The invention further resides in a composite structure comprising a DNA micro-array having at least two defined areas in each of which a group of nucleotide derivatives and analogues thereof are fixed under such condition that a group of nucleotide derivatives and analogues thereof fixed in one area differs from a group of nucleotide derivatives and analogues thereof fixed in another area, a spacer sheet having openings in the areas corresponding to the areas on which groups of nucleotide derivatives or analogues thereof are fixed, and a radiation image storage panel containing a stimulable phosphor, overlaid in order, the spacer sheet being positioned in relation to the DNA micro-array in such condition that the openings of the spacer sheet face the areas of the micro-array in which groups of nucleotide derivatives and analogues thereof are fixed.
As is shown in FIG. 1 and FIG. 2, the process of the invention utilizes a DNA micro-array 11, a spacer sheet 12 and a radiation image storage panel 13.
The DNA micro-array 11 is composed of a support 14 and many micro-chips 15 arranged on the support. On each micro-chip 15 are fixed a group of probe compounds such as oligonucleotides. Generally, a group of oligonucleotides fixed in one micro-chip have the essentially same base sequence.
The spacer sheet 12 has openings 16 in the positions corresponding to the micro-chips 15 of the DNA micro-array 11, so as not to disturb transmission of radiation energy from the DNA fragment equipped with a radioactive label. The spacer sheet 12 is preferably made of non or less radiation-transmitting material. Examples of the non or less radiation-transmitting materials include metals such as aluminum, brass and stainless and polymers such as polyethylene terephthalate and polyethylene naphthalate. The spacer sheet preferably has a thickness in the range of 10 to 300 μm.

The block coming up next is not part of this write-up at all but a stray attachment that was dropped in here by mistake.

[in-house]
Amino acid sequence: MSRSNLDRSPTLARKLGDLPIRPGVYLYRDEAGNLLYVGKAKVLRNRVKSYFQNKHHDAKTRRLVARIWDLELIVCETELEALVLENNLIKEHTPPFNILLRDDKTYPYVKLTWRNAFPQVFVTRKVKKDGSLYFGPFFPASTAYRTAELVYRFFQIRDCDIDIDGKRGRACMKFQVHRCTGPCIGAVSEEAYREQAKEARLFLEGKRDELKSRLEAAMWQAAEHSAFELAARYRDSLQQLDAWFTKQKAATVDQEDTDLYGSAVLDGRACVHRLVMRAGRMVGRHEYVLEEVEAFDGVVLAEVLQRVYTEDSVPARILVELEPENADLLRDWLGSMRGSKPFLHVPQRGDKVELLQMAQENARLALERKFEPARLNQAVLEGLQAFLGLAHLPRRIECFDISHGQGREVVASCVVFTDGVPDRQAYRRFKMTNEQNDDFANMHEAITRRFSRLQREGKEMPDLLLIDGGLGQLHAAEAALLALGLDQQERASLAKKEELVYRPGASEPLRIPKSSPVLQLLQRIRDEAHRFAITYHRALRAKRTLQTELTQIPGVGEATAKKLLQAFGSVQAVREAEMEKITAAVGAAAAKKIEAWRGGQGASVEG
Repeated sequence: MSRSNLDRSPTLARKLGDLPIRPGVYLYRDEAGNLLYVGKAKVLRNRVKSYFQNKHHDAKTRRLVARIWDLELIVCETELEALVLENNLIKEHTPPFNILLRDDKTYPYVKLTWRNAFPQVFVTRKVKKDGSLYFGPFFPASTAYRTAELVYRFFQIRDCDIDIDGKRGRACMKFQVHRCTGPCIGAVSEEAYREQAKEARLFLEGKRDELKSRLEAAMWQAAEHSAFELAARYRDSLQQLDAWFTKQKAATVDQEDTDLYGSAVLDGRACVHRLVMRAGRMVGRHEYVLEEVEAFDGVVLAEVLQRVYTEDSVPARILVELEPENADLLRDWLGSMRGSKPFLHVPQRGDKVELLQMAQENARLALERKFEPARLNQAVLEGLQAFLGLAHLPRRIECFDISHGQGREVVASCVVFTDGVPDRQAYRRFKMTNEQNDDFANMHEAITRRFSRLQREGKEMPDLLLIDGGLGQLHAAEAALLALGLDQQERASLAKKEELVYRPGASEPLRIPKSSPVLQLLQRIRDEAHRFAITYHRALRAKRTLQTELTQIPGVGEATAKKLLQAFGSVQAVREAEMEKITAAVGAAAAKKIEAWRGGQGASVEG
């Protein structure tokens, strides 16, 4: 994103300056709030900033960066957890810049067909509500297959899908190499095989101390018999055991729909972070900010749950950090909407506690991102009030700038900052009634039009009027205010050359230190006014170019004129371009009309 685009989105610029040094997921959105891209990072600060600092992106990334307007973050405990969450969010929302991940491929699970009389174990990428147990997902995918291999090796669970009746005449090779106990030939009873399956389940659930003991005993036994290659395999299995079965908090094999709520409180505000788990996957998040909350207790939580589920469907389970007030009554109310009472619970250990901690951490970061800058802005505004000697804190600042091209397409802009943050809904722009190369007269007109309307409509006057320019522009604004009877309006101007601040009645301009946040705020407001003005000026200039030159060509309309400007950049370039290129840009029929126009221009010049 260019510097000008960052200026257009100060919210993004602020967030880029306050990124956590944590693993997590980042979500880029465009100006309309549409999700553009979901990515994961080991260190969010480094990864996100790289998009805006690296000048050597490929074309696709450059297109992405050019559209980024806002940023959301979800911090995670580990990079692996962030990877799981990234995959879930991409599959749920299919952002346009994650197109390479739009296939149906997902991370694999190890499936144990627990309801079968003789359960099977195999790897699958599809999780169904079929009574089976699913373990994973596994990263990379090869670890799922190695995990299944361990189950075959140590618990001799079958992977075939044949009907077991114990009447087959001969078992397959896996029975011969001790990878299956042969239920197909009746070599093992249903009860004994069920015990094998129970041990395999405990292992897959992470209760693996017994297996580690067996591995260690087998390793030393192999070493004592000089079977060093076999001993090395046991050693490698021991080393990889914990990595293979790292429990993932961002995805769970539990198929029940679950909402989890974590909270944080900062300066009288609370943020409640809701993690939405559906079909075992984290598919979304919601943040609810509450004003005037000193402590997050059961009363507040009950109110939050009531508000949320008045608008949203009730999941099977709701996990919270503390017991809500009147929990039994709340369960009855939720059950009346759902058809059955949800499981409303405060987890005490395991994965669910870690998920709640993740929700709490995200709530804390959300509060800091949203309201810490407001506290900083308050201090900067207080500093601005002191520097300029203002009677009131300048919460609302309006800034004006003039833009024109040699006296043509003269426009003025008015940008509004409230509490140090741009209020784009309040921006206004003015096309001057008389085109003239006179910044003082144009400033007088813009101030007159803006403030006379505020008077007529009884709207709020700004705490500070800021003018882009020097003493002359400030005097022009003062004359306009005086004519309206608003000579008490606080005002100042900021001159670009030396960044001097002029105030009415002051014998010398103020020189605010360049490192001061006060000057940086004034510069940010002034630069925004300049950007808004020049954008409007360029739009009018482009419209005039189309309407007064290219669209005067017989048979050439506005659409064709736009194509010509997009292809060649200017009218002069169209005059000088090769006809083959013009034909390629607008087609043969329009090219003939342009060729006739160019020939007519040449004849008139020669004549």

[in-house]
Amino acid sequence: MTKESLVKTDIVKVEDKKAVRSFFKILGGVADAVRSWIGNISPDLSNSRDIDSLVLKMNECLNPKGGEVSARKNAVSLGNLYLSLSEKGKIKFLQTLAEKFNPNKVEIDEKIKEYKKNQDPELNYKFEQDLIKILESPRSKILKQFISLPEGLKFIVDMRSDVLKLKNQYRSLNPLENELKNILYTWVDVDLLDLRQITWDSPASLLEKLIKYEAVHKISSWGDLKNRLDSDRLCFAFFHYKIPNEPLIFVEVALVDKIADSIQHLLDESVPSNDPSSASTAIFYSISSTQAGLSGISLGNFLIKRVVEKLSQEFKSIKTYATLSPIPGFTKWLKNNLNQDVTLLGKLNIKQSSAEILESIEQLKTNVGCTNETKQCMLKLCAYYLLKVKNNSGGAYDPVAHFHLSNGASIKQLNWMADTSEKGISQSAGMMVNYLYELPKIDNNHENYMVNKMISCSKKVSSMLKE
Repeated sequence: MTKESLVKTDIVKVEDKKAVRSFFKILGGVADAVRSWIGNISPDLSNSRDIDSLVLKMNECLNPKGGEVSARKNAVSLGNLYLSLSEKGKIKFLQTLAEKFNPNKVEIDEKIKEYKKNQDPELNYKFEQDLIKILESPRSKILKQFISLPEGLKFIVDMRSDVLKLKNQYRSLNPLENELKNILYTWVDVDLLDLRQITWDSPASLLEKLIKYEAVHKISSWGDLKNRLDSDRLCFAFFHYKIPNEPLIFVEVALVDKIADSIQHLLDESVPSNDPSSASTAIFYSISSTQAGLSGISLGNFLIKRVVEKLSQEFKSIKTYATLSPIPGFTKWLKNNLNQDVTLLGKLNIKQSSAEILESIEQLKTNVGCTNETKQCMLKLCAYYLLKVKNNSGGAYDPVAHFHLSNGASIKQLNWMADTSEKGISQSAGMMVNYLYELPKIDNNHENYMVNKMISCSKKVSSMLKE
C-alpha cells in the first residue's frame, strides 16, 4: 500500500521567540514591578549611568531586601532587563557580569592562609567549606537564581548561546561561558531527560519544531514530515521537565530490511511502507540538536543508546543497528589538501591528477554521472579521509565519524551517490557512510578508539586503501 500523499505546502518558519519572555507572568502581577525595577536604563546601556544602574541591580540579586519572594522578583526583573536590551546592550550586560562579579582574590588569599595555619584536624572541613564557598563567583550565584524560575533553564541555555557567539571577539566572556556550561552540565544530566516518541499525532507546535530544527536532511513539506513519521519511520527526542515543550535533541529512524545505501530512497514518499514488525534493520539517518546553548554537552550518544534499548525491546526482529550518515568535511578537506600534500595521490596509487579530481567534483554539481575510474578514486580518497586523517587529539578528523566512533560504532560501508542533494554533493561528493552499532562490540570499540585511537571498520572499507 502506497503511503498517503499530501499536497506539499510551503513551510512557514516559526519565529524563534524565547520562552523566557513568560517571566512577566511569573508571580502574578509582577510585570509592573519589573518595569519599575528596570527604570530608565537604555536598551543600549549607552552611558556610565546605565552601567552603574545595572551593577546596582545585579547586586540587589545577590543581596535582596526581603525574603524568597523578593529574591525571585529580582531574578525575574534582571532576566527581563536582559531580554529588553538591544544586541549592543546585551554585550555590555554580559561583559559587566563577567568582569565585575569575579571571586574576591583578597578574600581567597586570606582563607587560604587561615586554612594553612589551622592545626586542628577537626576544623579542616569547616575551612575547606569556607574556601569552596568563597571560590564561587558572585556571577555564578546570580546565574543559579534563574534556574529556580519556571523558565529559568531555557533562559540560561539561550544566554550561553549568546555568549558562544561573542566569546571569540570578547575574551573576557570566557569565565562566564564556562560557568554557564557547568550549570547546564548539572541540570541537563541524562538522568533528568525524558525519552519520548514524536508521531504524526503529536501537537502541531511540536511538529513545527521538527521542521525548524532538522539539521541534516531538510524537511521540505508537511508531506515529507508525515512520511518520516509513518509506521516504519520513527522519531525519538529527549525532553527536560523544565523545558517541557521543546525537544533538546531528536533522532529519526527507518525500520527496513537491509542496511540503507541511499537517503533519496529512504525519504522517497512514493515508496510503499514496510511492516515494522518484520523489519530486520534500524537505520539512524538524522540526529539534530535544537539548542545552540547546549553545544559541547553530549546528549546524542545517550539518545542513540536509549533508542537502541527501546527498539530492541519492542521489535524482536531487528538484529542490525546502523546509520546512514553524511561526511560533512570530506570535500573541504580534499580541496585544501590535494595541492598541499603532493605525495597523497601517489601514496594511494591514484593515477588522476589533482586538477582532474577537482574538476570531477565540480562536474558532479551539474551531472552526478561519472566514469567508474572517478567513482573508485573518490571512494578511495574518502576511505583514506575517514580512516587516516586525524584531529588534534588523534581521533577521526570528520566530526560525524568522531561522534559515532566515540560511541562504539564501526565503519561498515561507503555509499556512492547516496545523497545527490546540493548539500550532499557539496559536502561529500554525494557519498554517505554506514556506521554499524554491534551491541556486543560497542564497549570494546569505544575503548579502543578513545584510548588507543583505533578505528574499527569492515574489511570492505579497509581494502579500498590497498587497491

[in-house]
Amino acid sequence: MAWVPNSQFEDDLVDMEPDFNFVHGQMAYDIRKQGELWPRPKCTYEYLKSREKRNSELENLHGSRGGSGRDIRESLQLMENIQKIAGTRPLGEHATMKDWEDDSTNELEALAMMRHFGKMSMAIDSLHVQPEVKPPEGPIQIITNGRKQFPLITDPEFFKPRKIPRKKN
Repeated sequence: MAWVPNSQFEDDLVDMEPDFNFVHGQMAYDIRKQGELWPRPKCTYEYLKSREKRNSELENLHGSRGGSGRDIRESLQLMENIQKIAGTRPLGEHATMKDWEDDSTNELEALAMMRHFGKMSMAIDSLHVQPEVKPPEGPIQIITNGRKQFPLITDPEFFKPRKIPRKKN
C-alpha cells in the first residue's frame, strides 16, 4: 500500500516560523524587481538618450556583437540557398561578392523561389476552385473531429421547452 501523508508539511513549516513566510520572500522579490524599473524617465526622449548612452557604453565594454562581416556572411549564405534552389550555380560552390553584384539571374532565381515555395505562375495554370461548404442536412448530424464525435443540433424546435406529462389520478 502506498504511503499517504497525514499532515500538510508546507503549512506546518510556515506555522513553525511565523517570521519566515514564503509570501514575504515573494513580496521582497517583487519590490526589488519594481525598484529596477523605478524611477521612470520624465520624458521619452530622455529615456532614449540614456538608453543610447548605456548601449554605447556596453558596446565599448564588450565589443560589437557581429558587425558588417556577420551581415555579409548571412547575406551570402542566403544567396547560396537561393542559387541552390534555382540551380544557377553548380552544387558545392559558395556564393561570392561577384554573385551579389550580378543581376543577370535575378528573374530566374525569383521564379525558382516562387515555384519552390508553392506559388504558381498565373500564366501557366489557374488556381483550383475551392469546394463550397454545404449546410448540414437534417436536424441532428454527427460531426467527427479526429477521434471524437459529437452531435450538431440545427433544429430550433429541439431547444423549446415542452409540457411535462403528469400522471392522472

The opening 16 preferably has a shape and a size corresponding to the micro-chip 15 on which a group of nucleotide probes are fixed. The area other than the openings function to disturb the transmittance or penetration of radiation energy from the area other than the micro-chips 15, and further keep the radiation energy emitted from a micro-chip 15 from diffusing to a circumferential area, in other words, distinctly separating a radiation energy transmitted through one opening from a radiation energy transmitted through an adjacent opening.
The radiation image storage panel 13 is composed of a support sheet 17, a stimulable phosphor layer 18, and a protective layer 19.
The stimulable phosphor layer generally comprises a stimulable phosphor in the form of particles and a binder resin.
A number of stimulable phosphors are already know and most of which are employable for the invention. Preferred are an alkaline earth metal halide activated by europium or cerium such as BaFBr:Eu and BaF(Br,I):Eu. A cerium activated rare earth oxyhalide phosphor is also preferred.
The stimulable phosphor layer can be formed on a support sheet by a known method.
The support sheet can preferably is a transparent or light-reflecting plastic material sheet or film. Examples of the plastic materials include polyethylene terephthalate, polyethylene naphthalate, polyamide, polyimide, and aramid resin. The thickness of the support sheet generally is in the range of 50 to 1,000 μm.
The stimulable phosphor layer can be formed, for example, in the following manner which is as such known.
First, the stimulable phosphor particles and a binder are placed in a solvent, and mixed well to prepare a coating liquid in which the phosphor particles are uniformly dispersed in a binder solution. As the binder, various resin materials are known and optionally usable for the invention. The ratio between the binder and the phosphor in the liquid depends on the characteristics of the phosphor and the aimed property of the phosphor layer, but generally they are employed at a ratio of 1:1 to 1:100 (binder:phosphor, by weight). The coating liquid may further contain various additives such as a dispersing agent (for promoting dispersing of the phosphor particles), a plasticizer (for improving binding between the phosphor particles and the binder), an anti-yellowing agent (for inhibiting yellowing of the phosphor layer), a hardening agent and a crosslinking agent.